BWW Review: OTHELLOMACBETH, Lyric Hammersmith

BWW Review: OTHELLOMACBETH, Lyric Hammersmith

BWW Review: OTHELLOMACBETH, Lyric Hammersmith"But men are men..."

Gender is taking centre stage in the current climate, telling her story not history. From new writes like SIX and the Old Vic's Sylvia, to the reframing of classics from a female perspective, the Liverpool Everyman's female-led Othello and the Globe's Imogen prove the relevance of these texts to modern audiences.

Jude Christian and Elayce Ismail's othellomacbeth is a hybrid of these: retelling two of Shakespeare's greatest plays, placing the emphasis on women with new and lifted text. While bold it may be, the result is a mixed bag of "confused events, new hatch'd to [this] woeful time".

Having played HOME at Manchester, the show reopens the recently renovated Lyric Hammersmith. Condensing and combining, othellomacbeth is a call and response of themes across the two plays.

In Othello, we witness the verbal and physical abuse of women and their untimely fates. Untimely in the sense that the traditional narrative comes to an abrupt end, as three female characters meet their ends too. The cast doubles across both shows and as we enter Macbeth, those characters carry their mistreatments through into this new world.

"We must obey the time" is seemingly the mantra of the first half, as the production hurtles through Othello. Scene changes come every minute, flashing from one to the next with harsh lighting, keeping you in a heightened state. Set against Basia Binkowska's metallic backdrop with only a few feet for playing, this makes for an oppressive, almost inescapable sense.

With over 3,500 lines in the original text, huge swathes are unfortunately lost for time. Gone are Iago's famous soliloquies and his gulling of Othello, making the latter's belief in Cassio's affair even less founded and his branding of Desdemona as "whore" the more shocking. One side effect of the pacing in Othello's opening scene is that lines are lost due to quick delivery and poor diction.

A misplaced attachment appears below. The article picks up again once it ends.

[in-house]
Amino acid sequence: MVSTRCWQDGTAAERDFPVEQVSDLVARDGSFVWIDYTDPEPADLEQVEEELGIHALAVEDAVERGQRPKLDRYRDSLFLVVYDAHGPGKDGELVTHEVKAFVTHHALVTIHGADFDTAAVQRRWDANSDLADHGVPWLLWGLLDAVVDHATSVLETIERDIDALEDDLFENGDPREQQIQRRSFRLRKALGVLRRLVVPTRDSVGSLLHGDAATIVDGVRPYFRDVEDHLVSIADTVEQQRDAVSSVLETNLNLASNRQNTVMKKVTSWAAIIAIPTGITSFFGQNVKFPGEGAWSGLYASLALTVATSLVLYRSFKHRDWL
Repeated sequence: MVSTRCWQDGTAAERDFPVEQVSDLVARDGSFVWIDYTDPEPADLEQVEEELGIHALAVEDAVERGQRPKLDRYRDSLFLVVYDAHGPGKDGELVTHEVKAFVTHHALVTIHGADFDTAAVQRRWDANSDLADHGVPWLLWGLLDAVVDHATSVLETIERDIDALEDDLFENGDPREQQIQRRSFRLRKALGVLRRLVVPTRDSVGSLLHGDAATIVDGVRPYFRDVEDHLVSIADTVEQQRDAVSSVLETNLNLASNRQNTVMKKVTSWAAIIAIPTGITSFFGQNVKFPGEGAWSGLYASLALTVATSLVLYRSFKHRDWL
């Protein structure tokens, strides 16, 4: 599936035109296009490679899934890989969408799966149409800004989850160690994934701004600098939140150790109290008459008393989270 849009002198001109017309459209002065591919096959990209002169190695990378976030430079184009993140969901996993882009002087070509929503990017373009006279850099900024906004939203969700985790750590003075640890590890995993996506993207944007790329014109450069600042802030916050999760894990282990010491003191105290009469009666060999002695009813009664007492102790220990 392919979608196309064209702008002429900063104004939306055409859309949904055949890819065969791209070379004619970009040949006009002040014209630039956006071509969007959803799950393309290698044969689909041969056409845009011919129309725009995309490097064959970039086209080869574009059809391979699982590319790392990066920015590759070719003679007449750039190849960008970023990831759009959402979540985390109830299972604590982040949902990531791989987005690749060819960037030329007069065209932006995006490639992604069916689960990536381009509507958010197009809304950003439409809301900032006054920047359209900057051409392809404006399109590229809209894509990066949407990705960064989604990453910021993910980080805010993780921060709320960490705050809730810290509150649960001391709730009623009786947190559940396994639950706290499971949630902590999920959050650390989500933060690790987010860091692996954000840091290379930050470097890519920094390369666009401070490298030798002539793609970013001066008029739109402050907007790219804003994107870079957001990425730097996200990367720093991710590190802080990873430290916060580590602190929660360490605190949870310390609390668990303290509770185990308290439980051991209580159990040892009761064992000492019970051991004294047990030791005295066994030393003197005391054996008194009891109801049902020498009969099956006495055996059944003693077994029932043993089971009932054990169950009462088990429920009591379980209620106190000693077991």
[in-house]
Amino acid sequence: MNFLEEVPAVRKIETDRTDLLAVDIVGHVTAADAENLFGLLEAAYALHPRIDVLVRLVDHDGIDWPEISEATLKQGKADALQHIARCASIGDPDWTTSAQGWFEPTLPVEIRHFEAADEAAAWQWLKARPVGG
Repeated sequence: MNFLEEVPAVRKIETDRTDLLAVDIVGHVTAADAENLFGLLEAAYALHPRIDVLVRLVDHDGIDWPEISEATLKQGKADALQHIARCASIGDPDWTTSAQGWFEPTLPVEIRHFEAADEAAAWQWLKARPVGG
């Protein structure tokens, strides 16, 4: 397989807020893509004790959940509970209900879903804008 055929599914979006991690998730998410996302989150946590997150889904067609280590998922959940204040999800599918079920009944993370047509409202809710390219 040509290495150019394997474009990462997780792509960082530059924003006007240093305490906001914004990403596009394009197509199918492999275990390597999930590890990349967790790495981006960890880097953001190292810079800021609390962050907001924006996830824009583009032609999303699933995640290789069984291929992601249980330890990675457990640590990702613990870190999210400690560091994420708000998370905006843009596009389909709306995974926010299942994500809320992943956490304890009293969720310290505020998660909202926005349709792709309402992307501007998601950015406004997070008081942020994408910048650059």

This speed is a stark contrast to the petty pace of the second act. As the stage opens up, scenes melt one into the next, the Weird Sisters remaining on stage throughout. Added text features heavily here, as lines from Othello echo and haunt Macbeth.

Emilia's "Yet have we some revenge" rallies the Witches, and Othello's "Of one who loved not wisely, but too well" becomes Lady Macbeth's much-denied death speech. Subtle moments from the first half play out beat for beat, the roles reversed when Iago and Emilia meet again.

When such repetitions don't work though, it's painfully obvious. Dialogue weighs down certain scenes, bringing the narrative to a complete stop. Desdemona's willow song is replaced with Anjana Vasan's "Oh Sister". Starting the show and reappearing throughout, though it attempts to frame the narrative, the repetition of "suicide vest" feels a tad heavy-handed.

Another repeated motif is revenge. The image we are left with at the end of the first half is striking: the three women stand tall and ready for vengeance, receiving a rapturous applause from the audience. However, tracing their journey from here, their motivations and actions become confused.

For the most part, the three watch: passive, not active or affecting change. One of the characters in the second half even suffers a fate similar to that of their first role. As the epilogue indicates (again heavy-handedly), we should learn from the past.

While trying to put the spotlight on women and their power, the cyclical nature of the text struggles against this, constantly in conflict. An interesting conceit, it feels confused in Macbeth. Although as Vasan's song says, "Ain't it always about a man?".

Kirsten Foster's Desdemona speaks up and out. You almost feel like she could change her story and convince Othello of Cassio's innocence. Melissa Johns' Emilia watches scenes unfold with a wry look, while Kezrena James delivers Vasan's song beautifully. The trio's strength shines in their scenes with Macbeth, a protectiveness and sisterhood self-evident.

Despite having most of his lines cut, Samuel Collings still makes for a memorable Iago with his acidity, spitting "villainous whore" to Emilia. Sandy Grierson likewise impresses as the drunken Cassio and devilish Macbeth. Cutting the roles of the murderers, Macbeth has to undertake the deaths himself, Grierson's portrayal cold and yet relishing in these.

Though it may be full of the sound and fury of the female voice, othellomacbeth signifies very little in the current landscape of London theatre.

othellomacbeth at the Lyric Hammersmith until 3 November

Photo credit: Helen Murray

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From This Author Rona Kelly

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